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A unicorn is a mythical creature. It does not exist.  

Which brings me to Press Ganey scores.  

For those of you entirely immune to the numeric patient satisfaction benchmarks, Press Ganey is eponymous with HCAHPS scores mandated by CMS. HCAHPS was initially rolled out to allow comparisons between institutions providing inpatient care. How satisfied are patients receiving care at those institutions. Like any federal mandate, it grew. Patient satisfaction surveys are now ubiquitous. They are now tailored to rate individual physician practices; emergency departments, urgent care centers, and dialysis units.  

Broadly, I think information gained related to patient feedback can be useful.  

But there are three important caveats. 

There must be a meaningful sample size to draw conclusions. 

The feedback must be gathered close in time to when services were rendered. 

Detailed comments are more important than numeric scores. 

I’ve been on a search for the single physician who is a fan of Press Ganey scores. I exclude those who have a connection to the company. I exclude those who work in administration (where scores are used to determine how much the institution is reimbursed). I’m just looking for that physician who says these scores are meaningful to them. And they find the scores to be constructive criticism allowing them to improve their service.  

Candidly, I’ve not found that unicorn yet. I’ll keep looking. 

Here are the beefs I HAVE heard in my quest. 

Most patients throw letters from Press Ganey in the trash. The surveys are not filled out. The “n” is too low.  

Most patient who receive emails from Press Ganey press the delete button. The “n” remains low.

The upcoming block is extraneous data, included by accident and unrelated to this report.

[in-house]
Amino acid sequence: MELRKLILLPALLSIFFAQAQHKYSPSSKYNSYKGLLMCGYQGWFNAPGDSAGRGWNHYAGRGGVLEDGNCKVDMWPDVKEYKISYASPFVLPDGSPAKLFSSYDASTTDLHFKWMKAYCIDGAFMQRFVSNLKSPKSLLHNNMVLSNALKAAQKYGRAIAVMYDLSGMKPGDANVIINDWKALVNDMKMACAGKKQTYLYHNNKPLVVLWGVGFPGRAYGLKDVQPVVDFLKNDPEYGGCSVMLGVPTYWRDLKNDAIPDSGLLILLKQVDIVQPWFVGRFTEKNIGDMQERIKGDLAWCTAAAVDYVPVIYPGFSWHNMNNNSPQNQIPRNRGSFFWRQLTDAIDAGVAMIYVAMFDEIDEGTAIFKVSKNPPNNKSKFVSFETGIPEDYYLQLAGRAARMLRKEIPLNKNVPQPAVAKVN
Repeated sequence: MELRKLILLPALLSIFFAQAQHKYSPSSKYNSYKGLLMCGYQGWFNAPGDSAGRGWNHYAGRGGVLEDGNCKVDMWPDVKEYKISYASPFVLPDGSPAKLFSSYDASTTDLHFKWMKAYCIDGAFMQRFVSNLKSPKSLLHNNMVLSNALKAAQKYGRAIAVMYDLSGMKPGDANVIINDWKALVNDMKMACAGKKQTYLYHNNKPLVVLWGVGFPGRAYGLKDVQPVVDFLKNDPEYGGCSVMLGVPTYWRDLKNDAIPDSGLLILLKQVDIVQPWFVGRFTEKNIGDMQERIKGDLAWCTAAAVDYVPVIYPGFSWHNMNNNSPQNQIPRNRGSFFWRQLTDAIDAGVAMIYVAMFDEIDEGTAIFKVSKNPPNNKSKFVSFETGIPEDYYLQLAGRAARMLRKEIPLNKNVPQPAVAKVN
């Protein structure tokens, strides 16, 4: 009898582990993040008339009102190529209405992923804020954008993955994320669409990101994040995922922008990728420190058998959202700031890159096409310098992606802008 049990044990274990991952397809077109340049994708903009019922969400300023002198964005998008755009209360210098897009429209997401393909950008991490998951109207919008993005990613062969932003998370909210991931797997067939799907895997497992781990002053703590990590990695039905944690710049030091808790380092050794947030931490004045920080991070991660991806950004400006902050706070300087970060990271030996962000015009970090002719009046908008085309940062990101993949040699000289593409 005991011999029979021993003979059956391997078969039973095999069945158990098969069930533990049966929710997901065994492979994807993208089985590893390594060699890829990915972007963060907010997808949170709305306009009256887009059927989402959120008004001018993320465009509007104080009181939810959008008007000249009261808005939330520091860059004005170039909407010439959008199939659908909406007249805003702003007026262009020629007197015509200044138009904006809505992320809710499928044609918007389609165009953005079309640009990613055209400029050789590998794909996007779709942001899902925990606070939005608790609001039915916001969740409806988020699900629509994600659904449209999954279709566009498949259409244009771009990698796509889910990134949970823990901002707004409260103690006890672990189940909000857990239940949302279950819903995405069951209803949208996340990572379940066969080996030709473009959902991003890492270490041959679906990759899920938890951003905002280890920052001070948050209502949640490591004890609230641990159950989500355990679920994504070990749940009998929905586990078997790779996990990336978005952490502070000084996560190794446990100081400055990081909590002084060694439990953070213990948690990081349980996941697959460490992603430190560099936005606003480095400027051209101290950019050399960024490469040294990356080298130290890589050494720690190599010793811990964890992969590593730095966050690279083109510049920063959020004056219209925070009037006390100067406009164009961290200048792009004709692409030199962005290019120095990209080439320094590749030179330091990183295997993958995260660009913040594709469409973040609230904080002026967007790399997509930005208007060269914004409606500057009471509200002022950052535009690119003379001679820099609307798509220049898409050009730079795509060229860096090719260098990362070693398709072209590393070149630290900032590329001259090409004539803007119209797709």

If a patient does complain, by the time their response is collated, too much time has gone by. It’s hard to do proper service recovery when there’s a giant chasm between when the patient was seen and when their response was received. 

Many physicians believe we are teaching to the test; that patient perception of how care is delivered is valued more than the actual care itself. As to whether there is merit to that claim, I cannot say. But that is a strong perception. Put differently, if a doctor is generous with pain medication or provides requested antibiotics for viral infections, the fact that that patient is satisfied seems to matter more than data related safety and clinical outcomes.  

Every doctor will at some point become a patient. When you become a patient, you will want care to be delivered with respect. You will want to be treated by dignity. So, there is merit to doing our best to learn about how we deliver care. I’m just not convinced the best way to do that is by chasing unicorns.  

What do you think? Click here to quickly join the conversation and share your thoughts with us below.


ABOUT THE AUTHOR

Jeffrey Segal, MD, JD

Dr. Jeffrey Segal, Chief Executive Officer and Founder of Medical Justice, is a board-certified neurosurgeon. In the process of conceiving, funding, developing, and growing Medical Justice, Dr. Segal has established himself as one of the country’s leading authorities on medical malpractice issues, counterclaims, and internet-based assaults on reputation.

Dr. Segal received his M.D. from Baylor College of Medicine, where he also completed a neurosurgical residency. Dr. Segal served as a Spinal Surgery Fellow at The University of South Florida Medical School. He is a member of Phi Beta Kappa as well as the AOA Medical Honor Society. Dr. Segal received his B.A. from the University of Texas and graduated with a J.D. from Concord Law School with highest honors.

Dr. Segal is also a partner at Byrd Adatto, a national business and health care law firm. With over 50 combined years of experience in serving doctors, dentists, and other providers, Byrd Adatto has a national pedigree to address most legal issues that arise in the business and practice of medicine.

If you have a medico-legal question, write to Medical Justice at infonews@medicaljustice.com.

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